06 Apr Words of Grace – John Stott “The Assurance of Forgiveness”
“If Christ has not been raised, your faith is futile; you are still in your sins.” 1 Corinthians 15:17
The second significance of the resurrection is that it assures us of God’s forgiveness. I have read the statement of the head of a large English mental hospital: “I could dismiss half my patients tomorrow if they could be assured of forgiveness.” For all of us have a skeleton or two in some dark cupboardmemories of things we have thought, said, or done, of which in our better moments we are thoroughly ashamed. Our conscience nags, condemns, even torments us.
Several times during his public ministry Jesus spoke words of forgiveness and peace, and in the upper room he referred to the communion cup as his “blood of the covenant . . . poured out for many for the forgiveness of sins” (Matt. 26:28). Thus he linked our forgiveness with his death.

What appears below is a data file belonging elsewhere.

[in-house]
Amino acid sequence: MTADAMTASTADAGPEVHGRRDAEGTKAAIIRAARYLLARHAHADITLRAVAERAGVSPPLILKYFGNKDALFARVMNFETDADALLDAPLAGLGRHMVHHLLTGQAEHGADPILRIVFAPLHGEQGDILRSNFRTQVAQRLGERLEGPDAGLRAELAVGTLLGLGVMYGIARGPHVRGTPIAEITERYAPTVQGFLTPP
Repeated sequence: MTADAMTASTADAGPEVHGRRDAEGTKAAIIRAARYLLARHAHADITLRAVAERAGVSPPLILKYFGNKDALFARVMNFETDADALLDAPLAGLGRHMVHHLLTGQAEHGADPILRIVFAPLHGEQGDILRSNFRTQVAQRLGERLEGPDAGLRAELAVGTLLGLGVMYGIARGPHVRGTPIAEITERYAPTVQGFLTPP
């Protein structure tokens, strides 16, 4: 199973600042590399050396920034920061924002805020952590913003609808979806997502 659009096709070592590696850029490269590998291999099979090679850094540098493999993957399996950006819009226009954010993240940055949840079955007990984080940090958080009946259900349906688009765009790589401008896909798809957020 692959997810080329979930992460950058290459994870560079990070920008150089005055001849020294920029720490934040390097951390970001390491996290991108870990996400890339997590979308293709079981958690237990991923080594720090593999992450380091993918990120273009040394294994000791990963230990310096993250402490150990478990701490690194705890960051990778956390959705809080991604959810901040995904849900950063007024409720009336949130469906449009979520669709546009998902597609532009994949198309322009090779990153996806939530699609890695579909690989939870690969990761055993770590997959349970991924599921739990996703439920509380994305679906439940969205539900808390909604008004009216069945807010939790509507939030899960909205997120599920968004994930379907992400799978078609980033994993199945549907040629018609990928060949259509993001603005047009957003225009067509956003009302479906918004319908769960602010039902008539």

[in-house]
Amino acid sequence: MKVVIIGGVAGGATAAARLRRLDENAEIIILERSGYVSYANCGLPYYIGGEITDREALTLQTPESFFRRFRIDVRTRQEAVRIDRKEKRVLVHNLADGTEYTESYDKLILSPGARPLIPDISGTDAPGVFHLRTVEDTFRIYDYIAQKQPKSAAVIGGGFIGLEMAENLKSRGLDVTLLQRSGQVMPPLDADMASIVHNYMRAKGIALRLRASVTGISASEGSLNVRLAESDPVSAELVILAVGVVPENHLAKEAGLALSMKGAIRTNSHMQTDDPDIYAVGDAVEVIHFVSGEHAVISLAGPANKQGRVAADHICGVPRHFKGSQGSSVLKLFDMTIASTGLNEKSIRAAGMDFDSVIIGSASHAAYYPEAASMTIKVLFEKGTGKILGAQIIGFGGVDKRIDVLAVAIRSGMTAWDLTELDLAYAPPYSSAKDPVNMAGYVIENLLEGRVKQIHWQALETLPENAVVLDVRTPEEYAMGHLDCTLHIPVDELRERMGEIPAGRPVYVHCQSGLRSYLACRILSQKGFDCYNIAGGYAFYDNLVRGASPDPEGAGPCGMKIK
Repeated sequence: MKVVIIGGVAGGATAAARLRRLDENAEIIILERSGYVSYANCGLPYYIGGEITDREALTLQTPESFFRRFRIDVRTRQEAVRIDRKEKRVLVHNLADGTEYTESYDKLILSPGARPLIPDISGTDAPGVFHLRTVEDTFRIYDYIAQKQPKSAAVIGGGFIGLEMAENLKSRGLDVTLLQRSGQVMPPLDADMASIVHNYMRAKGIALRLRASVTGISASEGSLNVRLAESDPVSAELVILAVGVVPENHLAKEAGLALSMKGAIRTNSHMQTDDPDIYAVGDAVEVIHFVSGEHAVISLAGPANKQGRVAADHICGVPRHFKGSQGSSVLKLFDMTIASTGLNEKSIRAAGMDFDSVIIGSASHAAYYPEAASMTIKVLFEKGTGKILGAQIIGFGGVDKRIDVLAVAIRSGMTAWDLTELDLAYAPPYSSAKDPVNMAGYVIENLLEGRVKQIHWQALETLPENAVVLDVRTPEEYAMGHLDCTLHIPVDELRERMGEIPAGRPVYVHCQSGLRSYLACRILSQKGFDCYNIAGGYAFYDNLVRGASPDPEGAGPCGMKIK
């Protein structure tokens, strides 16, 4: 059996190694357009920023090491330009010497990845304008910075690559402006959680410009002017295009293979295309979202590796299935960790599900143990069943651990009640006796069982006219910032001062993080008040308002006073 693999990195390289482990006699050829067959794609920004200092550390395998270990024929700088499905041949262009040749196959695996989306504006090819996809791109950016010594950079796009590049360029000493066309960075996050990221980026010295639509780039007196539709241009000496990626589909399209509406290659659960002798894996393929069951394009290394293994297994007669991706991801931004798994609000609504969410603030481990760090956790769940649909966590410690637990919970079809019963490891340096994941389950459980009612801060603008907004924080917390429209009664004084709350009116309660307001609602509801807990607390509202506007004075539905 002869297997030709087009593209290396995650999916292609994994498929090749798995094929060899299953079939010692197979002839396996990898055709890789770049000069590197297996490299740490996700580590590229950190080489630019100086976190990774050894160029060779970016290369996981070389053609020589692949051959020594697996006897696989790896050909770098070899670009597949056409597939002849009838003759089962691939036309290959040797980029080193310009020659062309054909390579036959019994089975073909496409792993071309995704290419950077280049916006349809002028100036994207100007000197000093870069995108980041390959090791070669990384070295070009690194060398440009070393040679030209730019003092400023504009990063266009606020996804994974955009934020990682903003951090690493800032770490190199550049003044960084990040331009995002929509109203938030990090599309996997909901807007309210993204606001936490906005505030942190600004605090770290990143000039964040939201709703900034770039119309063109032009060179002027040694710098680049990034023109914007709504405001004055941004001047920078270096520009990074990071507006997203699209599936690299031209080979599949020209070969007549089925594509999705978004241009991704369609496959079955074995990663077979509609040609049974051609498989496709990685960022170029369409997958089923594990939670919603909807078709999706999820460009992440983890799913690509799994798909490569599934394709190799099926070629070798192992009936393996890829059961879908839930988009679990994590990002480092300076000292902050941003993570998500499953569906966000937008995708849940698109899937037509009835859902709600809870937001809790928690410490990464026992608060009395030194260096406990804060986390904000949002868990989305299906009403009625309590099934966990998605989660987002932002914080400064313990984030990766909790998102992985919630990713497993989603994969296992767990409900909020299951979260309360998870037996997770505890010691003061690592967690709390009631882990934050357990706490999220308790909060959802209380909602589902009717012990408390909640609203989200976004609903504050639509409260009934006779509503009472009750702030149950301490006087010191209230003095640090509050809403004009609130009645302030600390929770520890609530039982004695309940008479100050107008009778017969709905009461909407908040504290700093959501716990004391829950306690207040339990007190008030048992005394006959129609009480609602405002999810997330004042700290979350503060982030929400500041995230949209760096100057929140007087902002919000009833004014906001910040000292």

That is what Jesus said. But how can we know that he was correct, that he achieved by his death what he said he would achieve, and that God has accepted his death in our place as a full, perfect, and sufficient sacrifice for our sins? The answer is that, if he had remained dead, we would never have known. Rather, without the resurrection we would have to conclude that his death was a failure. The apostle Paul saw this logic clearly. The terrible consequences of no resurrection, he wrote, would be that the apostles are false witnesses, believers are unforgiven, and the Christian dead have perished. But in fact, Paul continued, Christ was raised from the dead, and by raising him, God has assured us that he approved of his sin-bearing death, that he did not die in vain, and that those who trust in him receive a full and free forgiveness. The resurrection validates the cross.
For further reading: 1 Corinthians 15:12-20
John Stott, Through the Bible, Through the Year: Daily Reflections from Genesis to Revelation (Grand Rapids, MI: Baker Books, 2006), p. 281.